Brett McMurphy Calls Ohio State’s Latest Move “Bush League”

first_imgTwo Ohio State football helmetsNEW ORLEANS, LA – JANUARY 01: Ezekiel Elliott #15 of the Ohio State Buckeye helmet is seen on the sidelines prior to the start of the game during the All State Sugar Bowl at the Mercedes-Benz Superdome on January 1, 2015 in New Orleans, Louisiana. (Photo by Streeter Lecka/Getty Images)Ohio State confirmed today that Texas head coach Tom Herman, formerly an assistant with the Buckeyes under Urban Meyer, was the other assistant coach at a Florida strip club with Zach Smith.Some in the sports media have criticized Ohio State’s decision to confirm that the other coach was Herman, although earlier reports had already made this news public.“The fact that Ohio State released this shows the pettiness of this school trying to assassinate the character of Tom Herman, who has absolutely nothing to do with Urban Meyer,” ESPN’s Paul Finebaum said on First Take. “Frankly, I think Urban Meyer owes Tom Herman the national championship because if Herman was not on that staff and if he hadn’t dealt with Cardale Jones the way he did after the first two quarterbacks were injured, I’m not sure Urban Meyer would have that national championship at Ohio State.”Brett McMurphy appears to agree with Finebaum.The Stadium reporter said on a Texas podcast today that he thinks it was a “bush league” move.“I don’t think it’d be a major issue with the NCAA,” he said. “At worse, it would be a secondary violation.”Reporter @Brett_McMurphy tells “On Second Thought” podcast it was “bush league of Ohio State to confirm Tom Herman’s identity” as other coach w/ Zach Smith at strip club. “I don’t think it’d be a major issue with the NCAA,” he said. “At worse, it would be a secondary violation.”— Kirk Bohls (@kbohls) August 29, 2018Texas has reportedly declined to publicly comment on the Herman news. Herman was the offensive coordinator at Ohio State for multiple seasons before taking the Houston job.last_img read more

Continue reading

UN commission agrees on safety principles for genetically modified foods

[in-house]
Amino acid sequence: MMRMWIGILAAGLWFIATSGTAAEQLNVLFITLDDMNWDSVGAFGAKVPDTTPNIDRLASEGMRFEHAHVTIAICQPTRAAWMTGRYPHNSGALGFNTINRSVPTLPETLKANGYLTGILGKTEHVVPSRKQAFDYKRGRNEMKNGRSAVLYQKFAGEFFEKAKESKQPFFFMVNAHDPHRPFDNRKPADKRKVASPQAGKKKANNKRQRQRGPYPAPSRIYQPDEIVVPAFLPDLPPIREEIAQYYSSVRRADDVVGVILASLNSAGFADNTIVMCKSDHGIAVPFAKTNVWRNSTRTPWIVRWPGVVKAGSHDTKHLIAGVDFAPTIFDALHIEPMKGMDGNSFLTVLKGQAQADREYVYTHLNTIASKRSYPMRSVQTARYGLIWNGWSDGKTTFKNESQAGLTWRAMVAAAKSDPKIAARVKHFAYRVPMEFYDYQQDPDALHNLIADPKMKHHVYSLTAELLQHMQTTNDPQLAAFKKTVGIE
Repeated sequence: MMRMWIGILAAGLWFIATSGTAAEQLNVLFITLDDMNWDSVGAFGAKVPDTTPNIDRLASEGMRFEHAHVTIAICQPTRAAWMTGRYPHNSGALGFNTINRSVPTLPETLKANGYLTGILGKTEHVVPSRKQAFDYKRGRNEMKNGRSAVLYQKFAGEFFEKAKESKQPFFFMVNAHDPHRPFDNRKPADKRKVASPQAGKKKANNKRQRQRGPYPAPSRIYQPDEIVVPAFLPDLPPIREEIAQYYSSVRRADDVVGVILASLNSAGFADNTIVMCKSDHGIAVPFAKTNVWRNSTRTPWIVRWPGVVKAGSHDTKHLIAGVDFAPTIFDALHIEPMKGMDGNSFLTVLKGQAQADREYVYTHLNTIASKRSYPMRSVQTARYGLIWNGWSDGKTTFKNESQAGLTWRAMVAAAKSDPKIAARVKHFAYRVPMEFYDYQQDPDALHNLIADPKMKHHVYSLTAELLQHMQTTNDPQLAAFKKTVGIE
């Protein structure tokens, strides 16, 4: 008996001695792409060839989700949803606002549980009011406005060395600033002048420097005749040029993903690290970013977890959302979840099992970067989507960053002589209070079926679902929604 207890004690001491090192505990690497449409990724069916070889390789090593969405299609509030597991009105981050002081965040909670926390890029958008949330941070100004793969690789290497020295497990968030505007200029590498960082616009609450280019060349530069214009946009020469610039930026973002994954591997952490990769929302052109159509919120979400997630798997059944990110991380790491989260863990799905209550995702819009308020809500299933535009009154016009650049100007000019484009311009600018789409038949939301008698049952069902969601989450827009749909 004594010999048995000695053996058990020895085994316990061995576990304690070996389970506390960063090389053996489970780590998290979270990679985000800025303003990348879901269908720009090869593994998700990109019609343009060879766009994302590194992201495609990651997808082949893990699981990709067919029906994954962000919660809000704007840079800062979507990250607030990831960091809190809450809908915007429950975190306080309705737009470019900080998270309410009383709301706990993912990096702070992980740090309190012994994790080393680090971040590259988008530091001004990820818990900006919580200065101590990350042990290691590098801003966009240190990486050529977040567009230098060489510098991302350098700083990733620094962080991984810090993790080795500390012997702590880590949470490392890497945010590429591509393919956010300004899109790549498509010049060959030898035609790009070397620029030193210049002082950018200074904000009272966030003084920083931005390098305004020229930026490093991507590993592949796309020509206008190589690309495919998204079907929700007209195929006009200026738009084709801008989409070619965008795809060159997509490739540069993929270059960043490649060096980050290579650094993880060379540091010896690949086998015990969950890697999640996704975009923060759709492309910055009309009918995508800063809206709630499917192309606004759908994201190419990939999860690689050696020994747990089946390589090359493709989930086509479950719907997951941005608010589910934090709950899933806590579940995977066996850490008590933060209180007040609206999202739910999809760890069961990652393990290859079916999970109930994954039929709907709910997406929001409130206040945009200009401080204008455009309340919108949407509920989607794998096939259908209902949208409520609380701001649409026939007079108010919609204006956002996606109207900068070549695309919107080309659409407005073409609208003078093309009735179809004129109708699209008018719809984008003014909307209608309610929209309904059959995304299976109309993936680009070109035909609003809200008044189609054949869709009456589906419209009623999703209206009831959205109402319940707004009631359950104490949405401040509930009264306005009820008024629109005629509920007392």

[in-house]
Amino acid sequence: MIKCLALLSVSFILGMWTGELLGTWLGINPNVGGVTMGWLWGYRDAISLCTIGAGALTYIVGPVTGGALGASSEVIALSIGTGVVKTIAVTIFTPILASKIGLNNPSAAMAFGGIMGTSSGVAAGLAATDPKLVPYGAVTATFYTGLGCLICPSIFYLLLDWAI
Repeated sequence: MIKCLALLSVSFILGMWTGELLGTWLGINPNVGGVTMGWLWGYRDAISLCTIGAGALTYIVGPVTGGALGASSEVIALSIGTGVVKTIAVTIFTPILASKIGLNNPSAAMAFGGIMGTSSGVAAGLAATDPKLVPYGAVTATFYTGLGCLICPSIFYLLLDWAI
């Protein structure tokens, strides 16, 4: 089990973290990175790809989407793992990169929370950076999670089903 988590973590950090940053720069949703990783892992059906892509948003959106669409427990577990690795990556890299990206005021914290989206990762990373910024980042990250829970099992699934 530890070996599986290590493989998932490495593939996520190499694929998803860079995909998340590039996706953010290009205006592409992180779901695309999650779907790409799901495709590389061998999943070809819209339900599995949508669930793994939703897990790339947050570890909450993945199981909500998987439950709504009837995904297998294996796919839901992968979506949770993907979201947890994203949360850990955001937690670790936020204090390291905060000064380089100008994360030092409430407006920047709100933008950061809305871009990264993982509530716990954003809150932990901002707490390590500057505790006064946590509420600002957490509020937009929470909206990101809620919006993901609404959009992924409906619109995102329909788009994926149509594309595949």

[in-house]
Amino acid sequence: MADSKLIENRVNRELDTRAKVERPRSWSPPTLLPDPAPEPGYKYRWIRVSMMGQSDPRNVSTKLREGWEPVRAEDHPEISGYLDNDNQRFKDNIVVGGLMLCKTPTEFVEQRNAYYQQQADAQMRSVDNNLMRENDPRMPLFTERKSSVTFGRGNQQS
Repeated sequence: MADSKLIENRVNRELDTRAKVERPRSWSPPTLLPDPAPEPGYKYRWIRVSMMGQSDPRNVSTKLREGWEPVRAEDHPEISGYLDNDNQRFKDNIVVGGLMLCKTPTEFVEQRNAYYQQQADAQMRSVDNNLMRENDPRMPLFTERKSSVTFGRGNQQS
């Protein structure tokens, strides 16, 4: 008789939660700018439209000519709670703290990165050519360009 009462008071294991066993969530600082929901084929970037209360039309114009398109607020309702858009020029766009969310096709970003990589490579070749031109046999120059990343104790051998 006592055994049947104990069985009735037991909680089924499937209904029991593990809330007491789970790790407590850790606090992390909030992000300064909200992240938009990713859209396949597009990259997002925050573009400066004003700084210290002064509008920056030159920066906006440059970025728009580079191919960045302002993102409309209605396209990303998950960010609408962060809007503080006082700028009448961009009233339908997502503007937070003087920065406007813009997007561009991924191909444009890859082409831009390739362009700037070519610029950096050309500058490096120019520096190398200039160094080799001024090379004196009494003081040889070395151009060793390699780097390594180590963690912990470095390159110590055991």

The 165-member “Codex Alimentarius Commission” – a subsidiary body of the World Health Organization (WHO) and the Food and Agriculture Organization (FAO) – has agreed in principle that the safety of food derived from genetically modified organisms (GMO) should be tested and approved by governments prior to entering the market. In particular, GMO foods should be tested for their potential to cause allergic reactions, the two agencies said.”This is the first global step toward the safety assessment of genetically modified foods,” said WHO Director-General Dr. Gro Harlem Brundtland. “International agreement on how to perform risk assessment of genetically modified foods will help all countries, especially developing countries,” she added.The Commission, which tomorrow wraps up a week-long session in Geneva, also approved a series of new maximum levels of environmental contaminants, particularly lead, cadmium, and aflatoxin, found in food such as fruit juices, cereals, and milk.”The work of the Codex Commission on toxic substances is particularly important given the long-term health risks for consumers, especially children,” said Alan Randell, the body’s Secretary. “Nevertheless there is more work to do and the Commission will continue to work on the issue.”The Codex meeting also agreed to new guidelines for organic livestock production. According to these guidelines, organic livestock farming should aim to use natural breeding methods, minimize stress in animals, prevent disease, and progressively eliminate the use of certain chemical veterinary drugs, including antibiotics. Animals should mainly be fed with high quality organic feed, not meat and bone meal, although fish and milk products are acceptable. The use of growth hormones is not permitted.While Codex standards, guidelines and recommendations are voluntary, they are recognized by the World Trade Organization as reference points in international trade disputes, FAO and WHO said. read more

Continue reading